In South Dakota, you can obtain disability placards and plates if you are disabled. These will allow you to park in special spots, and also allow you other privileges under the law, assuming that you fill out the appropriate paperwork that designates you as a disabled driver.

Summary of South Dakota plate and placard laws

In South Dakota, there are placards and plates available for handicapped drivers, who can apply if they are medically certified. You can get a tag to hang on your rear view mirror, or a license plate that will entitle you to park in any space, and specially designated spaces as well.

Applying

You can apply for a handicapped plate or placard by mail, or in person. You will need to fill out the Application for Physically Disabled Parking Permit and License Plates. You will also have to provide a letter from your doctor, certifying that you are disabled. You can get a placard at no cost, but a license plate will cost you five dollars.

Disabled veterans’ plates

Veterans are also entitled to special privileges under the law of South Carolina. This means that you can also apply for a special plate if you are a disabled veteran who has received a VAK award, or owns a car under Public law 187. Apply using The South Dakota Military License Plate Application.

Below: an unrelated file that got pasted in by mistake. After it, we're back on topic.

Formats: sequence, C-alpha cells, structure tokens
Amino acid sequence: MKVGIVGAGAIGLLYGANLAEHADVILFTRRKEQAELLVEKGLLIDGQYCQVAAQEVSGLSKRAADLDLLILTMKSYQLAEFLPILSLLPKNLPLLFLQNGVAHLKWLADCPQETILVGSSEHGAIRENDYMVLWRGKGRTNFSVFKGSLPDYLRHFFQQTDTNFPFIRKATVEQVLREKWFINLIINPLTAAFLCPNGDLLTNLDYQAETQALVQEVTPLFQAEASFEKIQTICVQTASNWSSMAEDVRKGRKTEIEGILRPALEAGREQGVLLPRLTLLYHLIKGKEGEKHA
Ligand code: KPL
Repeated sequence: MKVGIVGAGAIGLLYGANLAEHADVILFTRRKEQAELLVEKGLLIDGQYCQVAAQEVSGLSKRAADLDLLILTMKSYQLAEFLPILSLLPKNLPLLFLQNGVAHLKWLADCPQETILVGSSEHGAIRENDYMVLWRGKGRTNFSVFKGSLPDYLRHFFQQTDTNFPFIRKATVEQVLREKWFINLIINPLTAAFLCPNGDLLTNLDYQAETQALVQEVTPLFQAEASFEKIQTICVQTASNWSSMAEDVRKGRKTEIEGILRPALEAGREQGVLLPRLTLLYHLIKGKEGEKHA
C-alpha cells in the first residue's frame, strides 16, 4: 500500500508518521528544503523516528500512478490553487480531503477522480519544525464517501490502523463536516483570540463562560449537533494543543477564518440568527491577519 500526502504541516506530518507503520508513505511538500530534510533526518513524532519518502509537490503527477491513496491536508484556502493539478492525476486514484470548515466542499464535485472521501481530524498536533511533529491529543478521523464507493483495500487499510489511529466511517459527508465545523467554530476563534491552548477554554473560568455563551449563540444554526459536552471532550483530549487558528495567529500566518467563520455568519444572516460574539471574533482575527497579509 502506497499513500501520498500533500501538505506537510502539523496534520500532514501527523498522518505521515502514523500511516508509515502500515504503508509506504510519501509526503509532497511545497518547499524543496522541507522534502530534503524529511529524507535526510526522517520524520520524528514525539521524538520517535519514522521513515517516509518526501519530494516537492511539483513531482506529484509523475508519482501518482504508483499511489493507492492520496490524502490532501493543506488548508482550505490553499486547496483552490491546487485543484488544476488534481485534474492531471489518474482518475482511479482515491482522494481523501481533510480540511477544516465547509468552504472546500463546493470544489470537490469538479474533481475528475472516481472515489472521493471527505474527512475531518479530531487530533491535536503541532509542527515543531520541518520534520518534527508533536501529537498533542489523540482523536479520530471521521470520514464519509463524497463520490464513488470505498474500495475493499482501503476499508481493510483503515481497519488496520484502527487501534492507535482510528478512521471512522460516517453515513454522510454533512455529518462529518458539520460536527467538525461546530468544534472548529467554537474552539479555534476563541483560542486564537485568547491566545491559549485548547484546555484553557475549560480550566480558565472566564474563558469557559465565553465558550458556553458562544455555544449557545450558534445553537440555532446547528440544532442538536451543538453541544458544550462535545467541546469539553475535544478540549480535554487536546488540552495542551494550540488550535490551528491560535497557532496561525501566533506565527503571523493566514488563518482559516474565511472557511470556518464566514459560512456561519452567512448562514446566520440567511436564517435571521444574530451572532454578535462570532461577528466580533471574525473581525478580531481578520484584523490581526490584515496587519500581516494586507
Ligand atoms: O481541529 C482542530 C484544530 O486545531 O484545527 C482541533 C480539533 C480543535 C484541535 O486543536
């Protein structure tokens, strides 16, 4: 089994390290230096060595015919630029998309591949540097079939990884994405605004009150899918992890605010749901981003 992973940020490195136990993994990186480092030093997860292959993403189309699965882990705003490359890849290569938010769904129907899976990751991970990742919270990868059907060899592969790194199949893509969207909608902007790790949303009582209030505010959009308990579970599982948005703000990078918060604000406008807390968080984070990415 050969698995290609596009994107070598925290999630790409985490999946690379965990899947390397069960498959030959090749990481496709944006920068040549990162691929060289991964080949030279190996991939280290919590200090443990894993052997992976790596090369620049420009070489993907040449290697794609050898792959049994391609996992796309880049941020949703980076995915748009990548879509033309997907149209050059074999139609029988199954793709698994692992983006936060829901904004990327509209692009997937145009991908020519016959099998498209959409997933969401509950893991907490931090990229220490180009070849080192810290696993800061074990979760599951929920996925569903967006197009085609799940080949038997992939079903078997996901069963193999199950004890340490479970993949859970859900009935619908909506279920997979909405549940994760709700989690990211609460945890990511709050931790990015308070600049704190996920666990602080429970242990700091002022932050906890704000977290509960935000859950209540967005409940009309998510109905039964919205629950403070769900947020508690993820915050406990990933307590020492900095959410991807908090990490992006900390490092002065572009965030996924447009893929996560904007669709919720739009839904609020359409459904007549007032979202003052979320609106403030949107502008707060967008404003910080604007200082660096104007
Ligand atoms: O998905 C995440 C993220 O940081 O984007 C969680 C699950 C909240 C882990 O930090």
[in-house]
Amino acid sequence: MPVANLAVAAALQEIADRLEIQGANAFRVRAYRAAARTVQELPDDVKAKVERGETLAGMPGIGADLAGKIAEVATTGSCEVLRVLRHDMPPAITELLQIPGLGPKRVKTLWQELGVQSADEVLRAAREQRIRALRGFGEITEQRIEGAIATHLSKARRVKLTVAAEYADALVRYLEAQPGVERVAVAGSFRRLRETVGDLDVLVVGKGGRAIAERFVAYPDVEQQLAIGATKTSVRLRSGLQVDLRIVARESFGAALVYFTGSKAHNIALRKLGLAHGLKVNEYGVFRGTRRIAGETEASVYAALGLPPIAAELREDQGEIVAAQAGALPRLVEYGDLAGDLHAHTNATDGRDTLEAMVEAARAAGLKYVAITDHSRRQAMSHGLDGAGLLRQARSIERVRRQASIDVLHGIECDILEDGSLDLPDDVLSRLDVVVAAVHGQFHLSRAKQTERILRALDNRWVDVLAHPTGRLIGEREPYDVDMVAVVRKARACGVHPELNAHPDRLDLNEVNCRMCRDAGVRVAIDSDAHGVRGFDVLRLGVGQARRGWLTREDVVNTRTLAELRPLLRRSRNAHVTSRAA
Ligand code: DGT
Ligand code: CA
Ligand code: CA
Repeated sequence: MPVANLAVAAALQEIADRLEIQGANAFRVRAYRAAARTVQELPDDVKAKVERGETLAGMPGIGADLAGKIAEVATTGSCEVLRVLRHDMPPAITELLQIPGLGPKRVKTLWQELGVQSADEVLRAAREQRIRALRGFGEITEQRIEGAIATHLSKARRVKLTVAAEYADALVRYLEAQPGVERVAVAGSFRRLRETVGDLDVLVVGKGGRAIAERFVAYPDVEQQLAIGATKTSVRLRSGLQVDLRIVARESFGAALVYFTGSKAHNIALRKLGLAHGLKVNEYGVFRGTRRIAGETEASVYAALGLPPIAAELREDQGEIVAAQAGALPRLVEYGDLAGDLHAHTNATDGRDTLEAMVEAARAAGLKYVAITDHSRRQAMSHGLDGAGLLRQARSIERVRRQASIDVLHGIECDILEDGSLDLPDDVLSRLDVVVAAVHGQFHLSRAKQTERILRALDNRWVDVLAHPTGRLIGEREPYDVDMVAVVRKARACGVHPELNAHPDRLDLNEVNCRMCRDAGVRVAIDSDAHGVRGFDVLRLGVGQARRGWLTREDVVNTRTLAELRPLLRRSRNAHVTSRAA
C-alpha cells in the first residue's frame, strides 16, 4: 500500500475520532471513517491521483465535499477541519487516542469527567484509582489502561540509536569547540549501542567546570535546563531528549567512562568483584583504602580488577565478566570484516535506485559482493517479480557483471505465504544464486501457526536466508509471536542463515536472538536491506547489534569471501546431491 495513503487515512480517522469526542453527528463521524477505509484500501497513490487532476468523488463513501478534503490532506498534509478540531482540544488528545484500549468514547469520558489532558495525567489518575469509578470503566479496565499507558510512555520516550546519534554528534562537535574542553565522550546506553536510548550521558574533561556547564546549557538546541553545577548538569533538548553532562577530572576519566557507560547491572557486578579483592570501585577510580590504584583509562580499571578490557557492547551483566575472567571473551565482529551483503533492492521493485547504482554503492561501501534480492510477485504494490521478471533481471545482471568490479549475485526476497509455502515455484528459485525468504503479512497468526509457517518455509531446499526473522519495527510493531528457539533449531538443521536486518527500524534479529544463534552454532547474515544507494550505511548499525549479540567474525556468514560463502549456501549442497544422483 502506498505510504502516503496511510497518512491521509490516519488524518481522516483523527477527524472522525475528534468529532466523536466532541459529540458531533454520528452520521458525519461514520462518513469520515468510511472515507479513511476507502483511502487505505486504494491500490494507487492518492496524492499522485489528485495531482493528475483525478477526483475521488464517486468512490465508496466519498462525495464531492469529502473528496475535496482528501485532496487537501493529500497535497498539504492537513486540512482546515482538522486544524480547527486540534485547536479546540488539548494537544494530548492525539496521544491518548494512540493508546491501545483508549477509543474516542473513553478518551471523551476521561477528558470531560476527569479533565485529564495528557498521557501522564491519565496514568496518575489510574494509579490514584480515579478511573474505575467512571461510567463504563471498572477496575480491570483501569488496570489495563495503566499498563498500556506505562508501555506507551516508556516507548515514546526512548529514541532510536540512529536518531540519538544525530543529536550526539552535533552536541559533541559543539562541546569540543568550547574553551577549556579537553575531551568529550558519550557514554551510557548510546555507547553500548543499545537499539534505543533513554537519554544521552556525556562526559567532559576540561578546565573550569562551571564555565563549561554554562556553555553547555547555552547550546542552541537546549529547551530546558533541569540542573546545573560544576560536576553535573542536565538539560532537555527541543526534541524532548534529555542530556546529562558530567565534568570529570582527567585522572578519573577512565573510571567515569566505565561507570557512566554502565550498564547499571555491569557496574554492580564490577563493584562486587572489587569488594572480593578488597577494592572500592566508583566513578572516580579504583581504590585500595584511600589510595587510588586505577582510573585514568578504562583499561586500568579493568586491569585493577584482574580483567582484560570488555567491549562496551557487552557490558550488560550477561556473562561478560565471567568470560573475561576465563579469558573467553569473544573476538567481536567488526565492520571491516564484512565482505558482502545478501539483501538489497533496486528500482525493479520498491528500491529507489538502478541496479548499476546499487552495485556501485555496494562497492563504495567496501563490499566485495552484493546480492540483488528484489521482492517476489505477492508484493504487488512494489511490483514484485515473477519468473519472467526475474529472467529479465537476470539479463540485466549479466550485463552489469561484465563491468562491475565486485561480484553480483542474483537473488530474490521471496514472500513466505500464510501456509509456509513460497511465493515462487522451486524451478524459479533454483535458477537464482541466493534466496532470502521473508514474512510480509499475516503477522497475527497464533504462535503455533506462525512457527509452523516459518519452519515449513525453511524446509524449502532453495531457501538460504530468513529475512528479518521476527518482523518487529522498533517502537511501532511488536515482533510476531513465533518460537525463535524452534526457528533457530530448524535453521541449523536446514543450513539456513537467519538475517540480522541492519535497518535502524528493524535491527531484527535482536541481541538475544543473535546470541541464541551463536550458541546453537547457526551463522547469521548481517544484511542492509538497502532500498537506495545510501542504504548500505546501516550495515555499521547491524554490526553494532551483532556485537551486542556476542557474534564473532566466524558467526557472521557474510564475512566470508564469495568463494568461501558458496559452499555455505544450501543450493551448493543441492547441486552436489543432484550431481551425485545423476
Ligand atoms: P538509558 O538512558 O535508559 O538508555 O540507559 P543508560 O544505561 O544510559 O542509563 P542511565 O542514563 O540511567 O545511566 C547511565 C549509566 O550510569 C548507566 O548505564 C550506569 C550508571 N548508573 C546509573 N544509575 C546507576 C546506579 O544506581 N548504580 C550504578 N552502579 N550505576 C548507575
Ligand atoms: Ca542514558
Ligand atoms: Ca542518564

Renewal

In the State of South Dakota, special plates will expire. They have to be renewed periodically. Permanent placards (despite the name) have to be renewed every five years. Temporary placards are good for a year. As to license plates, they have to be renewed the same way as any ordinary plate – they are only good for the duration of your vehicle registration.

Lost or stolen permits

If you lose your disability permit, or it is stolen, then you will have to get it replaced. This will require you to re-apply using the appropriate forms, or complete the Affidavit for Duplicate License Plate/Validation Sticker. The fee to replace a license plate is ten dollars, plus a mailing fee of five dollars.

If you are a disabled driver in the State of South Dakota, then you are entitled to rights and privileges not accorded to other drivers. Keep in mind, though, that these rights and privileges are not automatically accorded to you. You have to apply for them, and also, they have to be renewed.

This article originally appeared on YourMechanic.com as Disabled Driver Laws and Permits in South Dakota and was authored by Valerie Johnston.


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